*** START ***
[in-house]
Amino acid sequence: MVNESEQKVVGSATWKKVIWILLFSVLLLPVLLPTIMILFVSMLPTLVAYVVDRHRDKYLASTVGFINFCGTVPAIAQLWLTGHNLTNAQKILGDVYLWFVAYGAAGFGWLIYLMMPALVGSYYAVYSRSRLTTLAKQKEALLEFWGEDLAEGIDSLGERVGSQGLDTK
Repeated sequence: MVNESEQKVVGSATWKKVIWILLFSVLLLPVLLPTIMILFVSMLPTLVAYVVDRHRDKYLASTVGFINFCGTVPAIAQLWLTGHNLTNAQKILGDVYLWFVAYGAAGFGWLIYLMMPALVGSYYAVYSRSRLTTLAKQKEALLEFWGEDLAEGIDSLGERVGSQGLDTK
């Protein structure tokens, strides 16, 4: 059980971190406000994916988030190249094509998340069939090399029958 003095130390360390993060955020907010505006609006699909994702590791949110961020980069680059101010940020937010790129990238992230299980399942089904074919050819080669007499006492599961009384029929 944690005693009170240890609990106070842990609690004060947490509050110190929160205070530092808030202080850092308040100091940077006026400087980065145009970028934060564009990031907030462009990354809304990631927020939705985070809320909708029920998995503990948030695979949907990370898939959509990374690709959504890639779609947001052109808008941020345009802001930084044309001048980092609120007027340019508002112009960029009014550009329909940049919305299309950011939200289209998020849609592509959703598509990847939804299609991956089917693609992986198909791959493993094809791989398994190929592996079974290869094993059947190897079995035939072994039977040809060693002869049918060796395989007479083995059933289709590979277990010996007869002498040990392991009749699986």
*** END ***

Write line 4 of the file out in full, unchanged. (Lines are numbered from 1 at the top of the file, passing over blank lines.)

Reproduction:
């Protein structure tokens, strides 16, 4: 059980971190406000994916988030190249094509998340069939090399029958 003095130390360390993060955020907010505006609006699909994702590791949110961020980069680059101010940020937010790129990238992230299980399942089904074919050819080669007499006492599961009384029929 944690005693009170240890609990106070842990609690004060947490509050110190929160205070530092808030202080850092308040100091940077006026400087980065145009970028934060564009990031907030462009990354809304990631927020939705985070809320909708029920998995503990948030695979949907990370898939959509990374690709959504890639779609947001052109808008941020345009802001930084044309001048980092609120007027340019508002112009960029009014550009329909940049919305299309950011939200289209998020849609592509959703598509990847939804299609991956089917693609992986198909791959493993094809791989398994190929592996079974290869094993059947190897079995035939072994039977040809060693002869049918060796395989007479083995059933289709590979277990010996007869002498040990392991009749699986």